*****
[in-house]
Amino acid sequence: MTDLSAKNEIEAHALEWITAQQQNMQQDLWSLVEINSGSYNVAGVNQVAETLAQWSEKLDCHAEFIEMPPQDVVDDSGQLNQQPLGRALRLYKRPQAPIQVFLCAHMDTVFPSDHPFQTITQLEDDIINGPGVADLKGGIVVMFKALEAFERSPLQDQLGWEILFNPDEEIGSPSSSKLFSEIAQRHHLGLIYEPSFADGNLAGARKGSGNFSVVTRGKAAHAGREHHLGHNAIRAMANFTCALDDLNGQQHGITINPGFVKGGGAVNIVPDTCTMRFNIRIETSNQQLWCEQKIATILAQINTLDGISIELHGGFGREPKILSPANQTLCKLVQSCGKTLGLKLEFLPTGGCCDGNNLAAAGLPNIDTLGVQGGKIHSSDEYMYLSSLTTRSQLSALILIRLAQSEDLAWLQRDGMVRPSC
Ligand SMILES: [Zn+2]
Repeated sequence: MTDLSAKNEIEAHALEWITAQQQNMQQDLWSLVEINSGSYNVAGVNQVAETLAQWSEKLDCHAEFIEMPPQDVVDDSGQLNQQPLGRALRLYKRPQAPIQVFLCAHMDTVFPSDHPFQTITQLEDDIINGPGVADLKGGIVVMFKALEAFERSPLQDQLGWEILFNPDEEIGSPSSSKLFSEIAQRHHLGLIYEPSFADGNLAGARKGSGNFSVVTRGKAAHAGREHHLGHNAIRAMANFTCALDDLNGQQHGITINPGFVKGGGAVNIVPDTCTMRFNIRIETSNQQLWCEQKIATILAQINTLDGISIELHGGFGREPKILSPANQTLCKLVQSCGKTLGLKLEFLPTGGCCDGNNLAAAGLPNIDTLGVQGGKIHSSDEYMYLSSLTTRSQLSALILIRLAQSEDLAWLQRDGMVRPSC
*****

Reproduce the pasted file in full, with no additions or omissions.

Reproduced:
[in-house]
Amino acid sequence: MTDLSAKNEIEAHALEWITAQQQNMQQDLWSLVEINSGSYNVAGVNQVAETLAQWSEKLDCHAEFIEMPPQDVVDDSGQLNQQPLGRALRLYKRPQAPIQVFLCAHMDTVFPSDHPFQTITQLEDDIINGPGVADLKGGIVVMFKALEAFERSPLQDQLGWEILFNPDEEIGSPSSSKLFSEIAQRHHLGLIYEPSFADGNLAGARKGSGNFSVVTRGKAAHAGREHHLGHNAIRAMANFTCALDDLNGQQHGITINPGFVKGGGAVNIVPDTCTMRFNIRIETSNQQLWCEQKIATILAQINTLDGISIELHGGFGREPKILSPANQTLCKLVQSCGKTLGLKLEFLPTGGCCDGNNLAAAGLPNIDTLGVQGGKIHSSDEYMYLSSLTTRSQLSALILIRLAQSEDLAWLQRDGMVRPSC
Ligand SMILES: [Zn+2]
Repeated sequence: MTDLSAKNEIEAHALEWITAQQQNMQQDLWSLVEINSGSYNVAGVNQVAETLAQWSEKLDCHAEFIEMPPQDVVDDSGQLNQQPLGRALRLYKRPQAPIQVFLCAHMDTVFPSDHPFQTITQLEDDIINGPGVADLKGGIVVMFKALEAFERSPLQDQLGWEILFNPDEEIGSPSSSKLFSEIAQRHHLGLIYEPSFADGNLAGARKGSGNFSVVTRGKAAHAGREHHLGHNAIRAMANFTCALDDLNGQQHGITINPGFVKGGGAVNIVPDTCTMRFNIRIETSNQQLWCEQKIATILAQINTLDGISIELHGGFGREPKILSPANQTLCKLVQSCGKTLGLKLEFLPTGGCCDGNNLAAAGLPNIDTLGVQGGKIHSSDEYMYLSSLTTRSQLSALILIRLAQSEDLAWLQRDGMVRPSC